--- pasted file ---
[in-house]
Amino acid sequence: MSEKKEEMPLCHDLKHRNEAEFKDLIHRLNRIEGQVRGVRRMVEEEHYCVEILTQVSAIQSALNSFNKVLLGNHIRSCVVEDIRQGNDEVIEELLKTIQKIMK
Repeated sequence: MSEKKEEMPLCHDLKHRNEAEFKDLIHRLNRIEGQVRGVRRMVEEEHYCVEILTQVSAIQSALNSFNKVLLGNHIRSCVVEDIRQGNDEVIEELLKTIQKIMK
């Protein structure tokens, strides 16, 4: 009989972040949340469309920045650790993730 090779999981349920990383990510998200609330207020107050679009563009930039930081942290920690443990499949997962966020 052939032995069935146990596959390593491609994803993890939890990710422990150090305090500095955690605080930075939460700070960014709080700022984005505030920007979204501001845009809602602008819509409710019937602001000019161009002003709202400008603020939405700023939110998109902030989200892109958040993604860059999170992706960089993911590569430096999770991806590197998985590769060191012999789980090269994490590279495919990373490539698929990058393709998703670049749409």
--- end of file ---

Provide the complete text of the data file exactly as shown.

[in-house]
Amino acid sequence: MSEKKEEMPLCHDLKHRNEAEFKDLIHRLNRIEGQVRGVRRMVEEEHYCVEILTQVSAIQSALNSFNKVLLGNHIRSCVVEDIRQGNDEVIEELLKTIQKIMK
Repeated sequence: MSEKKEEMPLCHDLKHRNEAEFKDLIHRLNRIEGQVRGVRRMVEEEHYCVEILTQVSAIQSALNSFNKVLLGNHIRSCVVEDIRQGNDEVIEELLKTIQKIMK
């Protein structure tokens, strides 16, 4: 009989972040949340469309920045650790993730 090779999981349920990383990510998200609330207020107050679009563009930039930081942290920690443990499949997962966020 052939032995069935146990596959390593491609994803993890939890990710422990150090305090500095955690605080930075939460700070960014709080700022984005505030920007979204501001845009809602602008819509409710019937602001000019161009002003709202400008603020939405700023939110998109902030989200892109958040993604860059999170992706960089993911590569430096999770991806590197998985590769060191012999789980090269994490590279495919990373490539698929990058393709998703670049749409």